WASHINGTON — A federal investigation into the Minneapolis Police Department, launched in the wake of the 2020 murder of George Floyd, found that the police department and the city itself engage in a "pattern or practice" of excessive force and racial discrimination that violates both the United States Constitution and federal law.
The so-called pattern-or-practice investigation — like the federal investigations into police departments in cities including Baltimore; Ferguson, Missouri; and, most recently, Louisville, Kentucky — focused on widespread issues within the police department rather than individual incidents.
The Minneapolis Police Department, the probe found, “uses excessive force, including unjustified deadly force and other types of force”; “unlawfully discriminates against Black and Native American people in its enforcement activities”; “violates the rights of people engaged in protected speech”; and discriminates against people with behavioral health issues.
As was the case in several other cities, the DOJ investigation found "persistent deficiencies in MPD’s accountability systems, training, supervision, and officer wellness programs," which contributed to the constitutional violations.
The Trump administration, under then-Attorney General Jeff Sessions, backed away from investigations of police departments, saying that such probes harmed law enforcement. Attorney General Merrick Garland rescinded Sessions' memo in early 2021, and the Minneapolis probe was launched in April of that year.
Under Garland and Associate Attorney General Vanita Gupta, the Justice Department has worked to forge collaborative relationships with the law enforcement community. Gupta, a former American Civil Liberties Union official, had the backing of major law enforcement leaders when she was nominated in 2021.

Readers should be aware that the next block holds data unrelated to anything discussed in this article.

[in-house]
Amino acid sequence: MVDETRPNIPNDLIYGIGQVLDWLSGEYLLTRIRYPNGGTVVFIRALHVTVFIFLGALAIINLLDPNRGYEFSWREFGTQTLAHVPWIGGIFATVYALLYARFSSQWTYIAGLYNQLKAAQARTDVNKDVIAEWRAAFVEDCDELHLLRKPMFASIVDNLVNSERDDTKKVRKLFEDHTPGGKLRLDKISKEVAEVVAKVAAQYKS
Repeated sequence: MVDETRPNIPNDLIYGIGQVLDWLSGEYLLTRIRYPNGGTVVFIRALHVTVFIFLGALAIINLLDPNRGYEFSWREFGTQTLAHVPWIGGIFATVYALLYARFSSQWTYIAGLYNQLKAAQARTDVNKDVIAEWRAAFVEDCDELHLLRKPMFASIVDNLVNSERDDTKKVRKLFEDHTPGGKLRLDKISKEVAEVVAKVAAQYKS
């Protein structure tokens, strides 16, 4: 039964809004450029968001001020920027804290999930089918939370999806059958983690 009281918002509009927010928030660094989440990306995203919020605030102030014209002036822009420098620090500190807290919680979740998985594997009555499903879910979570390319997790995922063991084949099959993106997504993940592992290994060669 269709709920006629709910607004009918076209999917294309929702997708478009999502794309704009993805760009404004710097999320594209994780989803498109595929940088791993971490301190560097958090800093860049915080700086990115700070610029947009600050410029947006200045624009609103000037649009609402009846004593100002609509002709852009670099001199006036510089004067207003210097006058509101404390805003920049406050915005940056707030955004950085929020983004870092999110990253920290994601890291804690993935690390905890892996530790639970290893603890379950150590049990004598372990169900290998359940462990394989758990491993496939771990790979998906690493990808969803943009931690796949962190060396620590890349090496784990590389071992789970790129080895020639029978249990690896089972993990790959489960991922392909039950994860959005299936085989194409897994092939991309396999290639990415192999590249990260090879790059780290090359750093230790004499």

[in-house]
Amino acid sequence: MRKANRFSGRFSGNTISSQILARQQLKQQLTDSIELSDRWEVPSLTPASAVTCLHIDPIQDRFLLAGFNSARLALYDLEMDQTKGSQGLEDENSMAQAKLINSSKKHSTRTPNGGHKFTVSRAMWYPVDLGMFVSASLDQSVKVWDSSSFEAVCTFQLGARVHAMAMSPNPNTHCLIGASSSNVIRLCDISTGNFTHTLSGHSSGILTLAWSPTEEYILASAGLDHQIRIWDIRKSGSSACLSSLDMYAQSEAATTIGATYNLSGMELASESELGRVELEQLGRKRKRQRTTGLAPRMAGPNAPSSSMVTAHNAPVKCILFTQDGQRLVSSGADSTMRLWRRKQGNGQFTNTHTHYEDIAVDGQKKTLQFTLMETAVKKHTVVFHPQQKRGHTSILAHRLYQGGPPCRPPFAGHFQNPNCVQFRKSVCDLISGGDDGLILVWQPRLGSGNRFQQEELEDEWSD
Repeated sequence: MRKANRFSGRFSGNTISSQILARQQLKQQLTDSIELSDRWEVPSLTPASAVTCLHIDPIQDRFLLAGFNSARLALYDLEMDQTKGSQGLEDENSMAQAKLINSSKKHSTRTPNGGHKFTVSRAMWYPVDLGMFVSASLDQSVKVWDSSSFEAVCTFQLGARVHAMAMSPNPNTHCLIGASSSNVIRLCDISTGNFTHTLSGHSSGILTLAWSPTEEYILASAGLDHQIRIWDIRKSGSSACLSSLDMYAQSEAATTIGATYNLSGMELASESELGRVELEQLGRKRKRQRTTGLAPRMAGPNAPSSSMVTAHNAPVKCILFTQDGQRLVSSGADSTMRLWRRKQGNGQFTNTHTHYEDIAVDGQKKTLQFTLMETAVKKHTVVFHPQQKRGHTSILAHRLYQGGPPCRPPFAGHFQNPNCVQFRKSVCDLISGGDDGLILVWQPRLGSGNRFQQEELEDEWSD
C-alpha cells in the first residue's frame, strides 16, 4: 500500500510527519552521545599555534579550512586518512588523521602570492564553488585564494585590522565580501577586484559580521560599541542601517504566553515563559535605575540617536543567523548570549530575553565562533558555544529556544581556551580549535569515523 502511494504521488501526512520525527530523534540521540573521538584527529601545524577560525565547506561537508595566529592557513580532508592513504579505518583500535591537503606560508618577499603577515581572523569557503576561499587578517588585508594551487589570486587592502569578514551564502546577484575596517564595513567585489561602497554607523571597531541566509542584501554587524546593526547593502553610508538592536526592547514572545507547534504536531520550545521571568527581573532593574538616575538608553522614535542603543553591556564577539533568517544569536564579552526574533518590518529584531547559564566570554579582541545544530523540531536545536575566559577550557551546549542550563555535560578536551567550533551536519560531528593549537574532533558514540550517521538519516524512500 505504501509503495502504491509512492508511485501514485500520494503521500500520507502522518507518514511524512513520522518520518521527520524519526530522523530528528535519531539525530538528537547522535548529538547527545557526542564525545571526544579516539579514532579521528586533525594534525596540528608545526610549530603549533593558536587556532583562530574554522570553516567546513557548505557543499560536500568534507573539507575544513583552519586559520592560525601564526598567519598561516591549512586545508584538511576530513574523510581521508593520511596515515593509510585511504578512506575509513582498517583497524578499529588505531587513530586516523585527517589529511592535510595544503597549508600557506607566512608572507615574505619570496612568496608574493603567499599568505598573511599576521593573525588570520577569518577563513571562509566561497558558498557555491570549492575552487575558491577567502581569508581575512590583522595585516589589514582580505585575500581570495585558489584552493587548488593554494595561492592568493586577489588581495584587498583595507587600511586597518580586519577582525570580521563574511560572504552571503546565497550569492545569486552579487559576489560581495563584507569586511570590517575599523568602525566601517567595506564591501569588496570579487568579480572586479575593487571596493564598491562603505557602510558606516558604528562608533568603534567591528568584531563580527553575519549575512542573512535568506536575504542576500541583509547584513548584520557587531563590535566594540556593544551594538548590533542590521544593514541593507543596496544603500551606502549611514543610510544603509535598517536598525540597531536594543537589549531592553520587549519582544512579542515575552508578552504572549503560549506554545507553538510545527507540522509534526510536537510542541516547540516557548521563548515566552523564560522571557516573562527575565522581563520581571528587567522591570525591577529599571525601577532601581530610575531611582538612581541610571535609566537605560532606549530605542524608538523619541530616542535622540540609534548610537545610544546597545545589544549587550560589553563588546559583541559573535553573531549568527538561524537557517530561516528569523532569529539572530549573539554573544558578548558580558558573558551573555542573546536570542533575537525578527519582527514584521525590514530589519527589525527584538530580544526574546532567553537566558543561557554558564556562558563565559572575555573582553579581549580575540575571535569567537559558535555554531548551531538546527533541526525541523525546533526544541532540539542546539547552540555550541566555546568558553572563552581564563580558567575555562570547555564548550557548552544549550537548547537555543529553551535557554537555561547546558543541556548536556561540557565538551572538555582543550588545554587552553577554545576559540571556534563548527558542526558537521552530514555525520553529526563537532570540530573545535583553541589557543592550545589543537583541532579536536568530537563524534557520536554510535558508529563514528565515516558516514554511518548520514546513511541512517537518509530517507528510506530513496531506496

The report acknowledged "the considerable daily challenges" of being a police officer who "must often make split-second decisions and risk their lives to keep their communities safe." The report said that officers "work hard to provide vital services" and said that many officers spoke about their "deep connection" to the city and their desire to see the police department do better.
"Still, since the spring of 2020, hundreds of MPD officers have left the force, and the morale of the remaining officers is low," the report stated. "Policing, by its nature, can take a toll on the psychological and emotional health of officers, and the challenges of the last few years have only exacerbated that toll for some MPD officers."
The report said that the Justice Department anticipates working collaboratively with the city and police department, and it said federal officials appreciated the cooperation and candor of the police and city officials during the investigation.
The report noted the particular challenges in Minneapolis, a city with "stark" racial inequality and that is known along with neighboring St. Paul as the "Twin Cities."
"By nearly all of these measures, the typical white family in the Twin Cities is doing better than the national average for white families, and the typical Black family in the Twin Cities is doing worse than the national average for Black families," the report stated. "The median Black family in the Twin Cities earns just 44% as much as the median white family, and the poverty rate among Black households is nearly five times higher than the rate among white households. Of the United States’ 100 largest metropolitan areas, only one has a larger gap between Black and white earnings."